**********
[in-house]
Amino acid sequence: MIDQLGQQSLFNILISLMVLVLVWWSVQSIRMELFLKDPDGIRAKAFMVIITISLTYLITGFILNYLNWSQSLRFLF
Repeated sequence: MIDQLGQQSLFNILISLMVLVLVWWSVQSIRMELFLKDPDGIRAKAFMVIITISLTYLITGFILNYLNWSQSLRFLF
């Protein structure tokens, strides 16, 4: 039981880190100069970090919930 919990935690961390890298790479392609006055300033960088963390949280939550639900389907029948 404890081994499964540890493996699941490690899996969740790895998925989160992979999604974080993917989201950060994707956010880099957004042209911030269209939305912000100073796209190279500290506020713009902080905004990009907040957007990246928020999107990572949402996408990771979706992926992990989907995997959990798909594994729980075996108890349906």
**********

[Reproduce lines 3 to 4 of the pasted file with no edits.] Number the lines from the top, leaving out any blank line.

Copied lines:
Repeated sequence: MIDQLGQQSLFNILISLMVLVLVWWSVQSIRMELFLKDPDGIRAKAFMVIITISLTYLITGFILNYLNWSQSLRFLF
């Protein structure tokens, strides 16, 4: 039981880190100069970090919930 919990935690961390890298790479392609006055300033960088963390949280939550639900389907029948 404890081994499964540890493996699941490690899996969740790895998925989160992979999604974080993917989201950060994707956010880099957004042209911030269209939305912000100073796209190279500290506020713009902080905004990009907040957007990246928020999107990572949402996408990771979706992926992990989907995997959990798909594994729980075996108890349906």